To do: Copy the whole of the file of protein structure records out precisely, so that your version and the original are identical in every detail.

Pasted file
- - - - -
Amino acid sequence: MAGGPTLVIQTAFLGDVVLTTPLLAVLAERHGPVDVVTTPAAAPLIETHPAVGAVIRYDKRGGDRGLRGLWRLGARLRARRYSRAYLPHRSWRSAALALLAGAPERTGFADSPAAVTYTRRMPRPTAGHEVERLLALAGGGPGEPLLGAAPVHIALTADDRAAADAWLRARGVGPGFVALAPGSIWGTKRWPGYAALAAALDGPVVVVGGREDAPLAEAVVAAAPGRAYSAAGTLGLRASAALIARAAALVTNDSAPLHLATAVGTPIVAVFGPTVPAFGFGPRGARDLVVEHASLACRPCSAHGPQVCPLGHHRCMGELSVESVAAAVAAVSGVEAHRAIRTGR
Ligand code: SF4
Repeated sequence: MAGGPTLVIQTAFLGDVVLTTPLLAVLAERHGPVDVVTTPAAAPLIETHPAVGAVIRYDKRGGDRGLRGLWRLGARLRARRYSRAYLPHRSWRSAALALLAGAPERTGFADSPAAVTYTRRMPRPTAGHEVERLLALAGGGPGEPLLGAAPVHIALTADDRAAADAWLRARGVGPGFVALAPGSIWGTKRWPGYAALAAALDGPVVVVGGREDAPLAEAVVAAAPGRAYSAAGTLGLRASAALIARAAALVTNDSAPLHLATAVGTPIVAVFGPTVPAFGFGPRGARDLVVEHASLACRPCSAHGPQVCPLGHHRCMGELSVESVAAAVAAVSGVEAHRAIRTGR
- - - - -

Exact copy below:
Amino acid sequence: MAGGPTLVIQTAFLGDVVLTTPLLAVLAERHGPVDVVTTPAAAPLIETHPAVGAVIRYDKRGGDRGLRGLWRLGARLRARRYSRAYLPHRSWRSAALALLAGAPERTGFADSPAAVTYTRRMPRPTAGHEVERLLALAGGGPGEPLLGAAPVHIALTADDRAAADAWLRARGVGPGFVALAPGSIWGTKRWPGYAALAAALDGPVVVVGGREDAPLAEAVVAAAPGRAYSAAGTLGLRASAALIARAAALVTNDSAPLHLATAVGTPIVAVFGPTVPAFGFGPRGARDLVVEHASLACRPCSAHGPQVCPLGHHRCMGELSVESVAAAVAAVSGVEAHRAIRTGR
Ligand code: SF4
Repeated sequence: MAGGPTLVIQTAFLGDVVLTTPLLAVLAERHGPVDVVTTPAAAPLIETHPAVGAVIRYDKRGGDRGLRGLWRLGARLRARRYSRAYLPHRSWRSAALALLAGAPERTGFADSPAAVTYTRRMPRPTAGHEVERLLALAGGGPGEPLLGAAPVHIALTADDRAAADAWLRARGVGPGFVALAPGSIWGTKRWPGYAALAAALDGPVVVVGGREDAPLAEAVVAAAPGRAYSAAGTLGLRASAALIARAAALVTNDSAPLHLATAVGTPIVAVFGPTVPAFGFGPRGARDLVVEHASLACRPCSAHGPQVCPLGHHRCMGELSVESVAAAVAAVSGVEAHRAIRTGR